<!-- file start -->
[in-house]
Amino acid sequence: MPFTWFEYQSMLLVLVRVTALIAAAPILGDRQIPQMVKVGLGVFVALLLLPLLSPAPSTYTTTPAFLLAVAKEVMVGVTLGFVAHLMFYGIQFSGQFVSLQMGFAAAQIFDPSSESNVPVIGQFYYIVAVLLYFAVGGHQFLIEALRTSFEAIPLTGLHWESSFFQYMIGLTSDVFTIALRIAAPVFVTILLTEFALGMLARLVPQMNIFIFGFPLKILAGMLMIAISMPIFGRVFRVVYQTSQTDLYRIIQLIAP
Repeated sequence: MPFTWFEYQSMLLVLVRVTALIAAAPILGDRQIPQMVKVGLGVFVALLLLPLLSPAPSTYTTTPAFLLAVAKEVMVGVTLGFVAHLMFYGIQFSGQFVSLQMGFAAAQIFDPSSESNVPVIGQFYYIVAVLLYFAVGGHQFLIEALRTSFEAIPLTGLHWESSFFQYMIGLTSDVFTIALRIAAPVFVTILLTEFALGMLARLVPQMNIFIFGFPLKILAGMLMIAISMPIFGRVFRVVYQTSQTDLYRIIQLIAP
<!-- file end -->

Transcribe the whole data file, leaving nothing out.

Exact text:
[in-house]
Amino acid sequence: MPFTWFEYQSMLLVLVRVTALIAAAPILGDRQIPQMVKVGLGVFVALLLLPLLSPAPSTYTTTPAFLLAVAKEVMVGVTLGFVAHLMFYGIQFSGQFVSLQMGFAAAQIFDPSSESNVPVIGQFYYIVAVLLYFAVGGHQFLIEALRTSFEAIPLTGLHWESSFFQYMIGLTSDVFTIALRIAAPVFVTILLTEFALGMLARLVPQMNIFIFGFPLKILAGMLMIAISMPIFGRVFRVVYQTSQTDLYRIIQLIAP
Repeated sequence: MPFTWFEYQSMLLVLVRVTALIAAAPILGDRQIPQMVKVGLGVFVALLLLPLLSPAPSTYTTTPAFLLAVAKEVMVGVTLGFVAHLMFYGIQFSGQFVSLQMGFAAAQIFDPSSESNVPVIGQFYYIVAVLLYFAVGGHQFLIEALRTSFEAIPLTGLHWESSFFQYMIGLTSDVFTIALRIAAPVFVTILLTEFALGMLARLVPQMNIFIFGFPLKILAGMLMIAISMPIFGRVFRVVYQTSQTDLYRIIQLIAP